The Hornet’s fuselage was built in two halves which joined together on the centreline, so called “egg carton” construction using cold moulding to form the curves.  This monocoque structure gave the fuselage a high degree of redundancy which meant that the aircraft could sustain terrible damage yet keep flying.  Many Mosquitos returned home missing large chunks of wings, fins and control surfaces, shot away by enemy cannon fire.  Timber composites also avoided the hidden dangers of metal fatigue, which de Havilland fell foul of with their Comet airliner during the 1950’s.

Without the work of Aero Research and de Havilland Aircraft during the 1930’s and 1940’s, it’s arguable that there would be no plywood composites or structural adhesives, hence the SIP panel and the JJI joist wouldn’t exist, either.  It’s also worth noting that the Beech Starship, which was hailed as revolutionary in form and construction, isn’t as original as I implied.  The Starship was also built in two halves, and epoxy resins were also used to bond its composites together.  Just like de Havillands, forty years before them.

Although it marked the apex of de Havilland’s piston engine development, there’s no sense in which de Havillands developed a Pygmalion-like relationship with the Hornet.  Even as it first flew in 1944, the firm was already building jet-propelled aircraft, so the Hornet’s career was cut short.  After the DH98 Mosquito and DH103 Hornet, De Havilland’s plywood-balsa-plywood sandwich was later used to form the fuselage of the Vampire and Sea Venom jets. 

De Havilland refined the assembly process: steel bands were latched onto heated jigs with quick release toggles, to ensure smooth fuselage cross-sections.  Adhesive curing cycles were carefully instrumented and automated.  Smaller glue-laminated components such as the engine intake ducts used thin timber strips which were cold-formed on jigs to tight radii.  Nonetheless, the Hornet's gift to us all is composite construction, which the designers of racing cars, airliners, yachts, buildings and even fridge freezers take for granted.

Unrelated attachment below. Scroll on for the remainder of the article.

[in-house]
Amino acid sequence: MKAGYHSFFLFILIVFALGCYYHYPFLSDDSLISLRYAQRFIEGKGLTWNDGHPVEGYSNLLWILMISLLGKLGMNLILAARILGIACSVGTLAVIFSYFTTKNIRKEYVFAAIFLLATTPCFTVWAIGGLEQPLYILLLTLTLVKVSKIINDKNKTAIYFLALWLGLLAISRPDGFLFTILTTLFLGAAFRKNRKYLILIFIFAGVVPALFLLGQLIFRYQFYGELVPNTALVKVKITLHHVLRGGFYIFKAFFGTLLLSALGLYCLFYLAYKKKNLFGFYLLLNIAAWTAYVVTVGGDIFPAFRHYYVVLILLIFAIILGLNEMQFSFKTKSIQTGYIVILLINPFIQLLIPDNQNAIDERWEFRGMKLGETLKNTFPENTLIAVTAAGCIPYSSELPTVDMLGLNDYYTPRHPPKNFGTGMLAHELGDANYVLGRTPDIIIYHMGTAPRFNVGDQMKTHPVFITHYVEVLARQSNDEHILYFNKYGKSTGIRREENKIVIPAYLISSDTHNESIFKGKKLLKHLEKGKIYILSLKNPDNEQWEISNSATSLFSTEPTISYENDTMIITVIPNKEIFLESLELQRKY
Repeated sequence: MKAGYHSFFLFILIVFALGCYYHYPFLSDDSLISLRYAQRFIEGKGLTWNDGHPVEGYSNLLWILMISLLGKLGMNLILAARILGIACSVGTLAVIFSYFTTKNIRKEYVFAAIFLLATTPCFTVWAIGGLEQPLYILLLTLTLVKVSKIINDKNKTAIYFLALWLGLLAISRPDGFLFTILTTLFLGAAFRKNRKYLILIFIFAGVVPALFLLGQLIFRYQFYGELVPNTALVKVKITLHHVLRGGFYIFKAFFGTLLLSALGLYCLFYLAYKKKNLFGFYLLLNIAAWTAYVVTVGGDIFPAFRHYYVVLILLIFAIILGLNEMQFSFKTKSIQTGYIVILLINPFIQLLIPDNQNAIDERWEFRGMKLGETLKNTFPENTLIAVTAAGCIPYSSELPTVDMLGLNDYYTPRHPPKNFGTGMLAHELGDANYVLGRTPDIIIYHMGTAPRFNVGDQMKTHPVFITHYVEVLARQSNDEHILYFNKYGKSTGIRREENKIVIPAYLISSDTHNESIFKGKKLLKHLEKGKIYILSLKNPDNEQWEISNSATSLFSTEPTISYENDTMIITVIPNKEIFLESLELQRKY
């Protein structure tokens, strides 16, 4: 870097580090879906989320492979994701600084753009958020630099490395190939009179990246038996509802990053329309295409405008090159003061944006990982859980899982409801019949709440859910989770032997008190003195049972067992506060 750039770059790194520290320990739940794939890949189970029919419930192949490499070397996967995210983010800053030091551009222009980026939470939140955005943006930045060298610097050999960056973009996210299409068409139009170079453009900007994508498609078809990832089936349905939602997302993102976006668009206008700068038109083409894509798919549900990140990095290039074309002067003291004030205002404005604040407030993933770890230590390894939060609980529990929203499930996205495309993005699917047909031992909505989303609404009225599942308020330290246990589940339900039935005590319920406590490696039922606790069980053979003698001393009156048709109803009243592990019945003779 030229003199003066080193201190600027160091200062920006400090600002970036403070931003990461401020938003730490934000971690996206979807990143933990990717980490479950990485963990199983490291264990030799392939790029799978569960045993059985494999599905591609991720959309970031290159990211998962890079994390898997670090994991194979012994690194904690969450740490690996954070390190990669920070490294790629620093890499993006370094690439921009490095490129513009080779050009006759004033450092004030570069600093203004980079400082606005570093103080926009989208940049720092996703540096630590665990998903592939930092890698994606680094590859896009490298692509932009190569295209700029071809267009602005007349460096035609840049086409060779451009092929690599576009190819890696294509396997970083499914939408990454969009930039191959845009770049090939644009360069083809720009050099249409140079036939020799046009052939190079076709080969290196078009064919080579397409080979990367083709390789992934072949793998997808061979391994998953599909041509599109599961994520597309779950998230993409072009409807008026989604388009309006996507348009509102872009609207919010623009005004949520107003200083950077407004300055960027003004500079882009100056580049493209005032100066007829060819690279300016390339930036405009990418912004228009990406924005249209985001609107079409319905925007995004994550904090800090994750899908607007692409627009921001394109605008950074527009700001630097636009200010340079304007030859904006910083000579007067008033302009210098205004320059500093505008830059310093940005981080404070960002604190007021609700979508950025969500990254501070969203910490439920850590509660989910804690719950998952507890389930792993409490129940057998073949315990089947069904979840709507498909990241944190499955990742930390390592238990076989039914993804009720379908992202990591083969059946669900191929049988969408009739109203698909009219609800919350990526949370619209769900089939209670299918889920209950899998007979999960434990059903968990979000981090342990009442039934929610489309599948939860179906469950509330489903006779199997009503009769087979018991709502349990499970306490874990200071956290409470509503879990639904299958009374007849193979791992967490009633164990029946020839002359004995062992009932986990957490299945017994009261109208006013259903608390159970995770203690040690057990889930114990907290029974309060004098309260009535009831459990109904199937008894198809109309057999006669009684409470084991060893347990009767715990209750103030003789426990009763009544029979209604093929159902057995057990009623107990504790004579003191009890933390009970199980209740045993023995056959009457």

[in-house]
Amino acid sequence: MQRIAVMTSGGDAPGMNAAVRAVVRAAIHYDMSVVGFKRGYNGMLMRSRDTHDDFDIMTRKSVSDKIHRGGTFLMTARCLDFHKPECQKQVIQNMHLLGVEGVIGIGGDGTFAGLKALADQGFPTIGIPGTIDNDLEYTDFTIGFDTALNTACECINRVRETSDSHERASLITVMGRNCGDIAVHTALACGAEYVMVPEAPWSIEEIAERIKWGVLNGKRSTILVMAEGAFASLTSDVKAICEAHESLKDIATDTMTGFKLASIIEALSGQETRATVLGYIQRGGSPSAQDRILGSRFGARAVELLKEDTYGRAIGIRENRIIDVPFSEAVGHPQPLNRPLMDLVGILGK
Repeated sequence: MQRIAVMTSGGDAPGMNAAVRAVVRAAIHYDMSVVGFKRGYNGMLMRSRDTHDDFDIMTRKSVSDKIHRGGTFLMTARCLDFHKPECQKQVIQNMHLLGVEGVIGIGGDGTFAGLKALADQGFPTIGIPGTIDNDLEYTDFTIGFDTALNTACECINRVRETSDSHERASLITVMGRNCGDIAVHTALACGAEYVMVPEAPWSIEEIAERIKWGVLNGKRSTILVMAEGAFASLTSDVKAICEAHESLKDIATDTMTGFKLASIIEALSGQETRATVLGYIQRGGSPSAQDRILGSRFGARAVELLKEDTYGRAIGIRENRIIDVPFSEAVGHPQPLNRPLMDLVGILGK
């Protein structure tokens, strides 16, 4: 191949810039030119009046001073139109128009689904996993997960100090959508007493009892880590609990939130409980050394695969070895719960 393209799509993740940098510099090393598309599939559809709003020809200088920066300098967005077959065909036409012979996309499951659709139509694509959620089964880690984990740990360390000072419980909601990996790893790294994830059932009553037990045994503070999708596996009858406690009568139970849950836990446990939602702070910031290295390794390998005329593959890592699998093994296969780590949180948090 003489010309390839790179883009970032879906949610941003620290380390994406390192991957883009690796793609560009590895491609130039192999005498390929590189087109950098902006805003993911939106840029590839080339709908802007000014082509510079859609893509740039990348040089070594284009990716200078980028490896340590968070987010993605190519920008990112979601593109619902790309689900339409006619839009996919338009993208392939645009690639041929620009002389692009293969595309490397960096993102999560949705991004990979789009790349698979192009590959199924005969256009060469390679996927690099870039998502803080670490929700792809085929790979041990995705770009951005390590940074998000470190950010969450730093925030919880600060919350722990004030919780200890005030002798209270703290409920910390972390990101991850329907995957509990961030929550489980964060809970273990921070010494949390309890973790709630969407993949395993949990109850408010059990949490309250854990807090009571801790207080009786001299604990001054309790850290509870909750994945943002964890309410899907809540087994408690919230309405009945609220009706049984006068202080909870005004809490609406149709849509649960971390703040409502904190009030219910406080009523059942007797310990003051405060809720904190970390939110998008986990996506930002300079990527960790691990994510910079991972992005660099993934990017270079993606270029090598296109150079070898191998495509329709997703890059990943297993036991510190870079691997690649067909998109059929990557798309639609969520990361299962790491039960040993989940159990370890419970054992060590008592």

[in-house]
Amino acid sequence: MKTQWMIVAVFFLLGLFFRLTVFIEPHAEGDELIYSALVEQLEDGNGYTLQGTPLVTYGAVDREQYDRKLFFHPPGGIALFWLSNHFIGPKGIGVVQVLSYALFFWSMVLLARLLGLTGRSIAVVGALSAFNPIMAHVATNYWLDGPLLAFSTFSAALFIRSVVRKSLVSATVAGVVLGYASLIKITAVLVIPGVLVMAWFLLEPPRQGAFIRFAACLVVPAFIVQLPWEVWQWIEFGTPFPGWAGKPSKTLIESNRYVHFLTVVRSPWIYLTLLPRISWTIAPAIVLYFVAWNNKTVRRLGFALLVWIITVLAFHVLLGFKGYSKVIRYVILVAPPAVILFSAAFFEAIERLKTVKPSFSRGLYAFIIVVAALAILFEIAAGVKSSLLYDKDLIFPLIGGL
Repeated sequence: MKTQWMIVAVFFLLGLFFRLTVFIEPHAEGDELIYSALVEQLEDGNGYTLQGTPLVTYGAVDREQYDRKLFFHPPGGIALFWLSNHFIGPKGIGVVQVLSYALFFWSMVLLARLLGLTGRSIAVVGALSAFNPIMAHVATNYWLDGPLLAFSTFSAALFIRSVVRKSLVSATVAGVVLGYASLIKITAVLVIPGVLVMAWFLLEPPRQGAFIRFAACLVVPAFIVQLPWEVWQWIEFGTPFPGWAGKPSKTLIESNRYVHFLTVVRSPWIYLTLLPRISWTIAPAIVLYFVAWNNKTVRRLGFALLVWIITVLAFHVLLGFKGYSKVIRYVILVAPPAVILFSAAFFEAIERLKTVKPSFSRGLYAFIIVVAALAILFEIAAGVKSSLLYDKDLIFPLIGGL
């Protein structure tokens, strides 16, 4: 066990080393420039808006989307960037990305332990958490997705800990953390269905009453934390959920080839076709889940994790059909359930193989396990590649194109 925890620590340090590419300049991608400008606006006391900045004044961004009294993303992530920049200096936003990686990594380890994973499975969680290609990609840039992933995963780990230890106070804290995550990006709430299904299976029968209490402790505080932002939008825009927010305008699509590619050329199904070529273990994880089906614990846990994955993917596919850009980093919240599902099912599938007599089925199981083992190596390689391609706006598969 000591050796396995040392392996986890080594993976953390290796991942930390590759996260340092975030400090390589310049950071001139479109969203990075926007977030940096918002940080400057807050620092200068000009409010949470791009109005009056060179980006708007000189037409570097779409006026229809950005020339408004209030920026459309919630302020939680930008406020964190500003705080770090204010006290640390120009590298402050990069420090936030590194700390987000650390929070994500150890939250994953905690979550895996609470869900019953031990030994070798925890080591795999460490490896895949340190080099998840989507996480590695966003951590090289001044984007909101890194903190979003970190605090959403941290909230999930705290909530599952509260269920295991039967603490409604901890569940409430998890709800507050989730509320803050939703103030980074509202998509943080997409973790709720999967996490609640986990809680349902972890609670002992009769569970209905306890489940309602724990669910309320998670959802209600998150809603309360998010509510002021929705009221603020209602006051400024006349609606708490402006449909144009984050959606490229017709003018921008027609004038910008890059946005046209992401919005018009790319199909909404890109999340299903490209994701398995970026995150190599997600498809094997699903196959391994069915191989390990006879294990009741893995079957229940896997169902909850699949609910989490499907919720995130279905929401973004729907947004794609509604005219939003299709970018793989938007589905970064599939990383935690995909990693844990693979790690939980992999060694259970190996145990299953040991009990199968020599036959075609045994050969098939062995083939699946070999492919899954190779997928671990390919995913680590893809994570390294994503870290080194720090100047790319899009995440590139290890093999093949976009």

The late Martin Pawley was fascinated by these technology transfers, and the crossovers between architecture and other fields.  As a columnist in the AJ, BD and so forth he wrote about the design of tube trains, cars and aircraft – seeing them as complementary to architecture.  He recognised the truisms that racing improves the breed, and war pushes technology forwards faster than peace.  While this bandwagon was passing, I thought I'd jump onto it…

Pawley was in tune with the spirit prevailing during the late 1980’s and early 1990’s, when Richard Horden built a series of houses using off-the-shelf components from racing yachts, then Rogers and Foster completed a series of buildings which borrowed from the automotive and aerospace industries, such as neoprene gaskets and super-formed metals.  This climate gave birth to a thousand architectural dissertations about Lotus sports cars, Slingsby sailplanes and McLaren's F1 operation. 

Unwittingly, they echoed a pattern from 50 years before, when wartime firms desperately hunted around for peacetime outlets once hostilities ended.  De Havilland were fortunate, as their focus shifted readily from military to civilian aircraft.  Venesta gave up flying and came to specialise in toilet cubicles and IPS systems.  Others were not so lucky.

What about the legacy of Ronald Bishop, who designed the Hornet?  He should be remembered for helping to win the War using pioneering materials: but today it seems that War means rousing musicals, martial style (smart uniforms never go out of fashion) and the cult of the Great Man.  Our superficial treatment of that era ignores Bishop and his counterparts Barnes Wallis, RJ Mitchell and Roy Chadwick who were responsible for the Wellington, Spitfire and Lancaster respectively.  They were complete designers, in the sense that they harnessed materials science, structures, aerodynamics, manufacturing techniques as well as considering damage tolerance and repairability. 

They also had a sense of purpose which is difficult for us to grasp now: they were part of Churchill’s enormous enterprise which stretched from shadow factories making widgets to the invention of operational research. 

The sadness is that no Hornets survive at all today, although there are rumours that an entire squadron was dismantled and buried under an airfield in Malaysia when they became surplus to requirements.  It seems unlikely that anyone will disinter them, but you never know…

Some images used here are courtesy of the Hornet Project website, which has temporarily disappeared from the web.

By • Galleries: Uncategorized, technology, specification